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orbital
(full) bonding molecular orbital
1s 
atomic 
orbital
in
cr
ea
si
ng
 e
ne
rg
y
combine
out-of-phase
combine
in-phase
1s 
atomic 
orbital
helium 
atom B
bond order
(no. of electrons in bonding MOs) (no. of electrons in antibonding MOs)= −
2
bond order (H i.e. a single bond
bond order (He i.e. no bond
2
2
)
)
= − =
= − =
2 0
2
1
2 2
2
0
both MOs have rotational symmetry about the axis through the two nuc
we can rotate 
about this axis 
without changing 
the MOsσ
σ*�
Antibonding orbitals are designated
with a * e.g. σ*, or π*
What MOs result from the combina-
tion of two p orbitals? There are three
mutually perpendicular p orbitals on each
atom. As the two atoms approach each
other, these orbitals can combine in two
different ways—one p orbital from each
atom can overlap end-on, but the other
two p orbitals on each atom must com-
bine side-on.
The end-on overlap (in-phase and out-
of-phase) results in a pair of MOs that are
cylindrically symmetrical about the inter-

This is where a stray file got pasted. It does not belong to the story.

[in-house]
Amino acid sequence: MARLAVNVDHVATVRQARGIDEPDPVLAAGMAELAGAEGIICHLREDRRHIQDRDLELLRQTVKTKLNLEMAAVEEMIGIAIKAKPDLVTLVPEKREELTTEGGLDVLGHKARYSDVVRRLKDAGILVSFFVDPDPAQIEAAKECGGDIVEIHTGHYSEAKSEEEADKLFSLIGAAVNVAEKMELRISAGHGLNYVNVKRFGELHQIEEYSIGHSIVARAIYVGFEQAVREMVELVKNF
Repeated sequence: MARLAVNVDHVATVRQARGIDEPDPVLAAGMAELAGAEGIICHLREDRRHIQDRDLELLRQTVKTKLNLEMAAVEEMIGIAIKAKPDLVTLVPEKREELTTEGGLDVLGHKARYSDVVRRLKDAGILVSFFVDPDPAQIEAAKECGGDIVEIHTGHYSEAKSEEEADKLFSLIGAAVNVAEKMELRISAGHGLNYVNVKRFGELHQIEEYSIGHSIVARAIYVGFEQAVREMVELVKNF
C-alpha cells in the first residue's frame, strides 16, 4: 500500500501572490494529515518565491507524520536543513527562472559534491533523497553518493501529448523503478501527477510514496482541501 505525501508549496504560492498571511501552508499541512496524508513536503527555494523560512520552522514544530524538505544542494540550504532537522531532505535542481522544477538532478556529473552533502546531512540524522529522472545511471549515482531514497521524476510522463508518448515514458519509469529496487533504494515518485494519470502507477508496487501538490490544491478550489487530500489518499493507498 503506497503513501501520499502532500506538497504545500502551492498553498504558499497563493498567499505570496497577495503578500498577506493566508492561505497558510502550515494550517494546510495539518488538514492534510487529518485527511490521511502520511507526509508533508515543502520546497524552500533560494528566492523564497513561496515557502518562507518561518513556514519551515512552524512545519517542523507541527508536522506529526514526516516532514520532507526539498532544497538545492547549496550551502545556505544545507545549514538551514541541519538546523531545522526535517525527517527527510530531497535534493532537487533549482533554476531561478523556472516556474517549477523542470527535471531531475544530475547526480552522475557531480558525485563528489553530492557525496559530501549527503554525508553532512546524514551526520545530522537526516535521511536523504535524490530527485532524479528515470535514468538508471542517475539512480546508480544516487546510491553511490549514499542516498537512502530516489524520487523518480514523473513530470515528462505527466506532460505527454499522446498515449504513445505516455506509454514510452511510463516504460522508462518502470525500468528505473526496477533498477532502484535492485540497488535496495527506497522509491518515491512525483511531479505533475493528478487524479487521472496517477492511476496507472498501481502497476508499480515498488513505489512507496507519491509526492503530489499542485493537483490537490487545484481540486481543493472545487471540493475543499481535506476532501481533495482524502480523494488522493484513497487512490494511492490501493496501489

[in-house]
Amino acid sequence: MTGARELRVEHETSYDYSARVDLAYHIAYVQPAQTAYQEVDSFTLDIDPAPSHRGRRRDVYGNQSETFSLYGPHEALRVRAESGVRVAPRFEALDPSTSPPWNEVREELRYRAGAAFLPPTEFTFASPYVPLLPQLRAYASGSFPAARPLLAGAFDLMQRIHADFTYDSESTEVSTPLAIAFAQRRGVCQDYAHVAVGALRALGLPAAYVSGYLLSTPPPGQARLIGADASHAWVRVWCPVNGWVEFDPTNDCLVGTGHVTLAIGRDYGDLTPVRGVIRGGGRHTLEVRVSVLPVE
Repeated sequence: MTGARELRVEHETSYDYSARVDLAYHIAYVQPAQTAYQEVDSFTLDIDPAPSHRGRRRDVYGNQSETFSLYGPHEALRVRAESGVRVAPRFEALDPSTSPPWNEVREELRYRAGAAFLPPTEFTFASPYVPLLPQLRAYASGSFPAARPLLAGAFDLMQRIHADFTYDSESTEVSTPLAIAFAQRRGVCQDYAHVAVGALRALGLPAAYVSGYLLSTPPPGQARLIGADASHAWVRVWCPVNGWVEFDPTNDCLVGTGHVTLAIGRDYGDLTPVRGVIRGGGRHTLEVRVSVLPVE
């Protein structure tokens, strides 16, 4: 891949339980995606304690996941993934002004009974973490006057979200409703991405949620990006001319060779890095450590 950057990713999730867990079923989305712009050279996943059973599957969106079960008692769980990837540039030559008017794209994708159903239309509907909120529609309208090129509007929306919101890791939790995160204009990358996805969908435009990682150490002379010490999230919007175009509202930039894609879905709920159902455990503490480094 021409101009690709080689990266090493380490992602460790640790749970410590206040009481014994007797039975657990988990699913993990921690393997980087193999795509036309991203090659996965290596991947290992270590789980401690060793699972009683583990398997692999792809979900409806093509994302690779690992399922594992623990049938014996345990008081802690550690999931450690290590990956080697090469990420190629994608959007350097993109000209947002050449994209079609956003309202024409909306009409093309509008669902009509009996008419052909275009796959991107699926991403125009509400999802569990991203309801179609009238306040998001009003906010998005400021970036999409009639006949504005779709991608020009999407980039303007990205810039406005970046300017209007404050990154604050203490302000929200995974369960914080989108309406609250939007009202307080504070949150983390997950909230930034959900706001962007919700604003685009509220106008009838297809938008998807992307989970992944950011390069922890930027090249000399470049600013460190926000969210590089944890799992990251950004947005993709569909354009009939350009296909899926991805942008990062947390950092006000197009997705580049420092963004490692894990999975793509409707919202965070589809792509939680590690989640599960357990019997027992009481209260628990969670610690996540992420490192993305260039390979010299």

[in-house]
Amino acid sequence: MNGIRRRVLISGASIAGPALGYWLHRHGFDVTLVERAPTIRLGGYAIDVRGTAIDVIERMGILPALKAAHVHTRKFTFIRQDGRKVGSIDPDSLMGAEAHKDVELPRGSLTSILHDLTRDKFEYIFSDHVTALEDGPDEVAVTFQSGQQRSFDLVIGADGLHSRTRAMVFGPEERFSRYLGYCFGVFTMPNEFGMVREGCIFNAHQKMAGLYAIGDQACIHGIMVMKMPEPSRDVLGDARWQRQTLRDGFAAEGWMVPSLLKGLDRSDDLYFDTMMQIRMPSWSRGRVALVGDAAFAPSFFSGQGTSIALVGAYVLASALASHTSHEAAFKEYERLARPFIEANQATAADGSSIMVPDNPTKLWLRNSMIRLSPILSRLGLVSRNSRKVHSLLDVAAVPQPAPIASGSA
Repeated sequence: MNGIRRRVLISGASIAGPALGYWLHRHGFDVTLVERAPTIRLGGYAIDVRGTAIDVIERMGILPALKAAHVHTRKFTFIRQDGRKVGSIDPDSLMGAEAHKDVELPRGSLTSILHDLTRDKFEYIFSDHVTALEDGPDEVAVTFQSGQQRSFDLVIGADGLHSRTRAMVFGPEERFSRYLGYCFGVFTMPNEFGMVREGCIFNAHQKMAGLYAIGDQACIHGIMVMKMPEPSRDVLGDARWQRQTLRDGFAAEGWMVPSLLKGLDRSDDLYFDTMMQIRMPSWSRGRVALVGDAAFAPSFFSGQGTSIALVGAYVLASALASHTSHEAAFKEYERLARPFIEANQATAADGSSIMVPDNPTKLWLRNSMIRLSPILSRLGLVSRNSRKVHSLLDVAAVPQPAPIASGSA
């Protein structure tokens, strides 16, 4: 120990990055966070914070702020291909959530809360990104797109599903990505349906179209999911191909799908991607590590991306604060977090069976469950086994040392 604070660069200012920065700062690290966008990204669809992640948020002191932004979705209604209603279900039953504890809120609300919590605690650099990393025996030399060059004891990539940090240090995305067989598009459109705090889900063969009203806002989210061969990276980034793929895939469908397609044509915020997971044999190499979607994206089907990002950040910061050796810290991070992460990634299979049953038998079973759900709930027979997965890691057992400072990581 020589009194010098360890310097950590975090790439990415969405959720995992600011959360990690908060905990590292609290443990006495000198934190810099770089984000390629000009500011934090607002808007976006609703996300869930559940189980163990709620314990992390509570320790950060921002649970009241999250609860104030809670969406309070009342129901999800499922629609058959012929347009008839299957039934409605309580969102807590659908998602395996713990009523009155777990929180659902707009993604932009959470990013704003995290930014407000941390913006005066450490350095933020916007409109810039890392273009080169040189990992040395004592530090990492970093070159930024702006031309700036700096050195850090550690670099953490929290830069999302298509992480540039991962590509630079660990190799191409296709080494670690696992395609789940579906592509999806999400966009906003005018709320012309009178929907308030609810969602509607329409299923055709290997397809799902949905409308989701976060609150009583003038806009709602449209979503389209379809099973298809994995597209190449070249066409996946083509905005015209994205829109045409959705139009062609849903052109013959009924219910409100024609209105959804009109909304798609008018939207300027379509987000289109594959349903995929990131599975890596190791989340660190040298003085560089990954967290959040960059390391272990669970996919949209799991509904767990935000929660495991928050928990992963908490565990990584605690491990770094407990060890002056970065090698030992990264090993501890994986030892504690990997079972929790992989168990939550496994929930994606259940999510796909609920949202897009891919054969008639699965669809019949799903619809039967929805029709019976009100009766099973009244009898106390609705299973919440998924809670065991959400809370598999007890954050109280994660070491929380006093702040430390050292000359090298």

nuclear axis—in other words, these combinations have σ symmetry. The two molecular orbitals
resulting from the end-on combination of two 2p orbitals are labelled the 2pσ and the 2pσ* MOs.
The side-on overlap of two p orbitals forms an MO that is no longer symmetrical about the inter-
nuclear axis. If we rotate about this axis, the phase of the orbital changes. The orbital is described as
having ππsymmetry—a ππorbital is formed and the electrons in such an orbital make up a ππbond.
Since there are two mutually perpendicular pairs of p orbitals that can combine in this fashion, there
are a pair of degenerate mutually perpendicular πbonding MOs and a pair of degenerate mutually
perpendicular π* antibonding MOs.
The two sorts of molecular orbitals arising from the combinations of the p orbitals are not degen-
erate—more overlap is possible when the AOs overlap end-on than when they overlap side-on. As a
Molecular orbitals—homonuclear diatomics 99
only these two p orbitals can overlap end-on
these two pairs of p orbitals must combine side-on
two different ways that p orbitals can overlap with each other
combine
the end-on overlap of two 2p atomic orbitals to give the 2pσ* antibonding MO
2p AO 2p AO
nodal plane
2pσ* MO
combine
the end-on overlap of two 2p atomic orbitals to give the 2pσ bonding MO
symmetrical 
about this axis.
2p AO 2pσ MO2p AO
out-of-phase
 in-phase
symmetrical 
about this axis.
no symmetry 
about this axis. 
If we rotate, 
the phase changes2pπ* MO2p AO 2p AO
the side-on overlap of two 2p atomic orbitals to give the 2pπ* antibonding MO
nodal plane
combine
out-of-phase